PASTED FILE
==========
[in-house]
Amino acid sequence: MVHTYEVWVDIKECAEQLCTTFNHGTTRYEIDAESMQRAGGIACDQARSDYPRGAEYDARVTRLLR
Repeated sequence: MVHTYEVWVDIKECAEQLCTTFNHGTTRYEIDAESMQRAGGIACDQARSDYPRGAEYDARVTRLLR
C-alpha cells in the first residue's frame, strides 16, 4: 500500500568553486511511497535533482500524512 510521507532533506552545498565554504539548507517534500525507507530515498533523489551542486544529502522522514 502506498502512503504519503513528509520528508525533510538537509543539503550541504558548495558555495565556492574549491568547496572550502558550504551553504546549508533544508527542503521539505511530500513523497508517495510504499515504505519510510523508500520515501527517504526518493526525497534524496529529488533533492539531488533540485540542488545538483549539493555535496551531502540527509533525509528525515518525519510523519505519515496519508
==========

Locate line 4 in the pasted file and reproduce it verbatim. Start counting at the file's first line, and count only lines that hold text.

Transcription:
C-alpha cells in the first residue's frame, strides 16, 4: 500500500568553486511511497535533482500524512 510521507532533506552545498565554504539548507517534500525507507530515498533523489551542486544529502522522514 502506498502512503504519503513528509520528508525533510538537509543539503550541504558548495558555495565556492574549491568547496572550502558550504551553504546549508533544508527542503521539505511530500513523497508517495510504499515504505519510510523508500520515501527517504526518493526525497534524496529529488533533492539531488533540485540542488545538483549539493555535496551531502540527509533525509528525515518525519510523519505519515496519508